The Search for Common Ground on the Gridiron

With the official kickoff to a brand new NFL season just a couple of weeks away, we appear still mired in the discussion on the national anthem. Same old controversy, different day? Perhaps. Even with each new development – most recently ESPN’s decision not to broadcast the anthem during its live Monday Night Football telecasts – there are the inevitable agreements and disagreements. They are unavoidable.

But isn’t that what America is about? Its citizenry putting forth opinions based on a myriad of dynamics and personal experiences? In this country we are passionate but also compassionate. Yet, at times today we can’t seem to get out of our own way. You say “tomawto” I say “tomato.” I may say and think I’m right on an issue such as this but am I? Yes. And maybe “no.” Or maybe there is no right and wrong. I and others feel the national anthem is sacred, symbolic and deeply special. My dad is a Korean war veteran. I stand during its playing with my hand on my heart.  At the same time, I have not walked in the shoes of a minority who is preyed upon by prejudice, hate and injustice. If some choose to serve as a voice for individuals in such communities that don’t have voice, on a national stage, they have every right, in the opinion of many, to do so. They have said they too love the flag and this country and respect the sacrifices of our armed forces.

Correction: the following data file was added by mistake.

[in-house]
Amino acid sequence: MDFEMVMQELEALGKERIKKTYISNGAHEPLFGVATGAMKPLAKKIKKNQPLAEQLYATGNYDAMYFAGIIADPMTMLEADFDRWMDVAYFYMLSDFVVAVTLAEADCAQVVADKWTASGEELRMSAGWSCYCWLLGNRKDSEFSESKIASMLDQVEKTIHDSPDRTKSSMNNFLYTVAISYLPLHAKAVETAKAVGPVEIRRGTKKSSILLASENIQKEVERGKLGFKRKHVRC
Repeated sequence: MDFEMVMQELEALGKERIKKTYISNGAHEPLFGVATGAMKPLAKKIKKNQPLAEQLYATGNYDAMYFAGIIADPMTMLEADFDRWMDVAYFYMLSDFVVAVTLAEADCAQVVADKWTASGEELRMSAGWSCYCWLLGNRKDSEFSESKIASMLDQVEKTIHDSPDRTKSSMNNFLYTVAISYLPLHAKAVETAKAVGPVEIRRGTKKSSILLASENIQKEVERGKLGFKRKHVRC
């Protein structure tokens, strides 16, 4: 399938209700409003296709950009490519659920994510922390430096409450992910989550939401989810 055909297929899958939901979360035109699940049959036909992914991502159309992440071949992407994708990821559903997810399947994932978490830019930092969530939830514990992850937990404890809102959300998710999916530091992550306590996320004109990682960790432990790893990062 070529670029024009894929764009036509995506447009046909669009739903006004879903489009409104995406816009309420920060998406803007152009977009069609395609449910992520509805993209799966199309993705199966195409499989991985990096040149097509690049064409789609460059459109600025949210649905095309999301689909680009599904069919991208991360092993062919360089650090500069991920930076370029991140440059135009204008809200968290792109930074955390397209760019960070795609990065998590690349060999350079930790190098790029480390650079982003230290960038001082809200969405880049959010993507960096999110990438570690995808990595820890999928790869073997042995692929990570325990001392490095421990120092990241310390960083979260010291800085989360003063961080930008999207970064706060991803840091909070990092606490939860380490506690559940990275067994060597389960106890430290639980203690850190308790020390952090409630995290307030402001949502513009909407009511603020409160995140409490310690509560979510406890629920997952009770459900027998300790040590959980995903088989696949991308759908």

I would suggest that what we should be trying to agree to is that America is the land of the free and the home of the brave. It is where we are all free to express our opinions. And those opinions and those who express them should at least be respected. There are a lot of moving parts on this one. Owners need to think about their customers but also the morale of their employees. Ultimately, on an issue such as this, we need to agree to disagree and move on.  Boycott an NFL game or the league altogether if you see fit. Or not.

As importantly, it is vital that our leaders demonstrate decorum and restraint on this or any controversy. Again, expressing an opinion is one thing. Publicly attacking by name calling and calling for people’s jobs is childish, inappropriate and divisive. What about, instead, sitting down with players and ownership for a discussion? What about working with the NFL on developing other forums and avenues for examining issues of race and inequality in this country? These are times where, rather than everyone standing their ground immovable, we should look for ways to “give an inch” and find common ground.  Only then can any true solutions ever occur.